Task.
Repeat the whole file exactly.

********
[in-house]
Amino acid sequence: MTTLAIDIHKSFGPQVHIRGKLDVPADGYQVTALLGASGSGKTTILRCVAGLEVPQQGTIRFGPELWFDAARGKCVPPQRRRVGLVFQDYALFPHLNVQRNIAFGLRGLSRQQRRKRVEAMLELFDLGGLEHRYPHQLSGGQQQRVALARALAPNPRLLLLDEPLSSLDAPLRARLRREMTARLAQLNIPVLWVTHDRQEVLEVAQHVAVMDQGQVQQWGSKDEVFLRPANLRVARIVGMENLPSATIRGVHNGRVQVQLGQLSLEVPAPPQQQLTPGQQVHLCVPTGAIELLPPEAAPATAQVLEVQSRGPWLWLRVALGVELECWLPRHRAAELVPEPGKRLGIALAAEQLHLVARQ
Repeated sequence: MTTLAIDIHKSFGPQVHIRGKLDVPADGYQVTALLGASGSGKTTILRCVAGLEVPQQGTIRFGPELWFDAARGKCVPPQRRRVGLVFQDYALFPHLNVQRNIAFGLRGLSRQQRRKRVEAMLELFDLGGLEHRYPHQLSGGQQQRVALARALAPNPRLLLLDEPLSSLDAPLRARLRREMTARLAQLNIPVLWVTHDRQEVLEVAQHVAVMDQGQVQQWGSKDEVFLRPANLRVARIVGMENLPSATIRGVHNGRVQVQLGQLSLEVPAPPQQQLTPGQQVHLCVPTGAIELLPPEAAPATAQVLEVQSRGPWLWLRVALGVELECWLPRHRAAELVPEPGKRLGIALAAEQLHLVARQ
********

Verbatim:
[in-house]
Amino acid sequence: MTTLAIDIHKSFGPQVHIRGKLDVPADGYQVTALLGASGSGKTTILRCVAGLEVPQQGTIRFGPELWFDAARGKCVPPQRRRVGLVFQDYALFPHLNVQRNIAFGLRGLSRQQRRKRVEAMLELFDLGGLEHRYPHQLSGGQQQRVALARALAPNPRLLLLDEPLSSLDAPLRARLRREMTARLAQLNIPVLWVTHDRQEVLEVAQHVAVMDQGQVQQWGSKDEVFLRPANLRVARIVGMENLPSATIRGVHNGRVQVQLGQLSLEVPAPPQQQLTPGQQVHLCVPTGAIELLPPEAAPATAQVLEVQSRGPWLWLRVALGVELECWLPRHRAAELVPEPGKRLGIALAAEQLHLVARQ
Repeated sequence: MTTLAIDIHKSFGPQVHIRGKLDVPADGYQVTALLGASGSGKTTILRCVAGLEVPQQGTIRFGPELWFDAARGKCVPPQRRRVGLVFQDYALFPHLNVQRNIAFGLRGLSRQQRRKRVEAMLELFDLGGLEHRYPHQLSGGQQQRVALARALAPNPRLLLLDEPLSSLDAPLRARLRREMTARLAQLNIPVLWVTHDRQEVLEVAQHVAVMDQGQVQQWGSKDEVFLRPANLRVARIVGMENLPSATIRGVHNGRVQVQLGQLSLEVPAPPQQQLTPGQQVHLCVPTGAIELLPPEAAPATAQVLEVQSRGPWLWLRVALGVELECWLPRHRAAELVPEPGKRLGIALAAEQLHLVARQ